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Introducing the new RSE Curriculum in schools

Acronyms are commonplace in schools (think PSHE, DT or STEM), but the shorthand way of referring to this entire curriculum as ‘RSE’ may be causing anxiety in many parents, and perhaps nervousness in some teachers too, because it implies that if all schools must teacher RSE, then primary children as young as 5 will be taught sex education. Such a prospect may yield attention-grabbing headlines and ignite some lively debates on social media, but the truth is quite different. 

‘From Around the World’ Special

In many parts of the world, teachers use violence against their students. This can become routine, and the school transforms from a nurturing into a harmful environment for millions of children. Students exposed to violence are at risk of health problems later in life, such as depression, alcohol abuse and lower educational achievement. Because of this, the United Nations has declared that all violence against children is a violation of human rights. But violence still happens.

The only thing that is certain is uncertainty!

Things just don’t get done and people become afraid to make bold decisions; for that matter decisions of any kind. Like pouring sand into a clock this will make things slow down, until time just stands still. Almost any plans beyond six months become hypothetical. Yet schools have to be seen to plan three years in advance. Education thrives in the dull, boring, predictable years of national stability and that’s not the times we live in.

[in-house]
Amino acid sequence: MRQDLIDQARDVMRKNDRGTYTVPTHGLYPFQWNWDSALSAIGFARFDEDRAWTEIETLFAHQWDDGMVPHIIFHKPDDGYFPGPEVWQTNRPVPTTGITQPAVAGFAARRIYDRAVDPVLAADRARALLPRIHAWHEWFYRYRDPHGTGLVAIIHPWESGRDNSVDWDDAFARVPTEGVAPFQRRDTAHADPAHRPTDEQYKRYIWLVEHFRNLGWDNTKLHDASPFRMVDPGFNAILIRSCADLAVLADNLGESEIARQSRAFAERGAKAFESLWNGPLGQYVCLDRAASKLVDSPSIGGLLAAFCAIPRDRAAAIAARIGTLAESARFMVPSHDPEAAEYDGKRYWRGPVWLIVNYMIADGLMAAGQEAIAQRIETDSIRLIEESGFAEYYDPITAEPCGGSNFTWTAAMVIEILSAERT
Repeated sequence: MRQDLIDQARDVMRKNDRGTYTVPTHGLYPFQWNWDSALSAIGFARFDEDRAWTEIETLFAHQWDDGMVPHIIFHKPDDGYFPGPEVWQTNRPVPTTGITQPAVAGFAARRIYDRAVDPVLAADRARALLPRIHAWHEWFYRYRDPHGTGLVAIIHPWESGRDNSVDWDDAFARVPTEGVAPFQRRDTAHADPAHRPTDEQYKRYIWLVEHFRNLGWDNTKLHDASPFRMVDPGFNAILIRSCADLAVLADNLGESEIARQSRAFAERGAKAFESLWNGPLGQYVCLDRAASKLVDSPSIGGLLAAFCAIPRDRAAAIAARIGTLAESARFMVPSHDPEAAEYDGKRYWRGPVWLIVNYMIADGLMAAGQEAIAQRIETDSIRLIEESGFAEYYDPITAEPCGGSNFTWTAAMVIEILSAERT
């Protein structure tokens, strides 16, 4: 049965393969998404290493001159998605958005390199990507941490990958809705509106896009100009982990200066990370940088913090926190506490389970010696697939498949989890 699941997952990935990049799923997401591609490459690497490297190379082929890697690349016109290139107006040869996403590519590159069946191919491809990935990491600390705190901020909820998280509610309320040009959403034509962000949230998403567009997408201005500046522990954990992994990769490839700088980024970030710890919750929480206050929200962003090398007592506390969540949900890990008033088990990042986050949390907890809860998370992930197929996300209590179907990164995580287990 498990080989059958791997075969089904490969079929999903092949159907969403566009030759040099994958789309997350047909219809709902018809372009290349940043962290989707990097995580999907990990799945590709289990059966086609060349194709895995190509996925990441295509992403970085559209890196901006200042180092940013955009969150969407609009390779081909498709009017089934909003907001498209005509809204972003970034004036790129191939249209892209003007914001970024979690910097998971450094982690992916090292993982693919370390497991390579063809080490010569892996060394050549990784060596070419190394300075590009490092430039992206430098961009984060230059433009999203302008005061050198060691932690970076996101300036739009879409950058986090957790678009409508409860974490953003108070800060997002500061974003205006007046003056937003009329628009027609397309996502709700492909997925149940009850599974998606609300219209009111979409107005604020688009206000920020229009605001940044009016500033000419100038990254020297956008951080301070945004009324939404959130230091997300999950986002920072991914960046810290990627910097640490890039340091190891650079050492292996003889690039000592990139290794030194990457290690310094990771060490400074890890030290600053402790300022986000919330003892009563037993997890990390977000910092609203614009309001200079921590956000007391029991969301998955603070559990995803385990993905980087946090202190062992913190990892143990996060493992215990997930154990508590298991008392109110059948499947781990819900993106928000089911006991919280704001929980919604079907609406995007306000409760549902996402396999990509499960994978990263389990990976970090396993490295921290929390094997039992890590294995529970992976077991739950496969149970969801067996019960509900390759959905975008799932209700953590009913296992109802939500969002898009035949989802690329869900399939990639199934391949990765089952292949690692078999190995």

Getting to the root of meaning - Entertaining Etymology

There are four year olds who are fluent in dinosaurs. Some of them even know that dinosaur comes from the Greek for scary lizard. And can tell us that tyrannosauros rex means tyrant king lizard. So what? I reckon it’s something we could be capitalising on – children’s interest in and playfulness with big words. Something happens along the way where we feel that we have to water things down, make them accessible, instead of giving young people difficult words and talking to them about where they came from. Teachers do not need to be experts in Latin and Greek themselves to do this. What they do need to do is ask a few questions: where does this word come from I wonder? Who would like to find out?

The ladder of Inference

Teachers; throughout your working day you will be under constant time-pressure to observe what is happening, interpret situations, and then make decisions. Unfortunately, this time pressure can have some quite detrimental effects and may lead you to jumping to conclusions about what is happening and the actions that need to be taken.  This in turn may place you in conflict with pupils, colleagues, parents and stakeholders who may have a quite different view as to what is going on and the actions required.

Teachers on Twitter

It’s fair to say that teachers are cruelly generalised. We are often portrayed as a miserable bunch, constantly striking and always angry about the latest injustice imposed on our education system. To many, the word “teacher” conjures an image of an exhausted, underpaid and overworked drone, counting down the years until retirement. If you’re already a teacher on Twitter, you will already be feeling the benefits. If you’re not, I hope this blog has convinced you to join; it will be worth it.

But this is not the case. Teachers of all ages and nationalities come together on Twitter and they are excited about the profession, their subjects and the students they teach.

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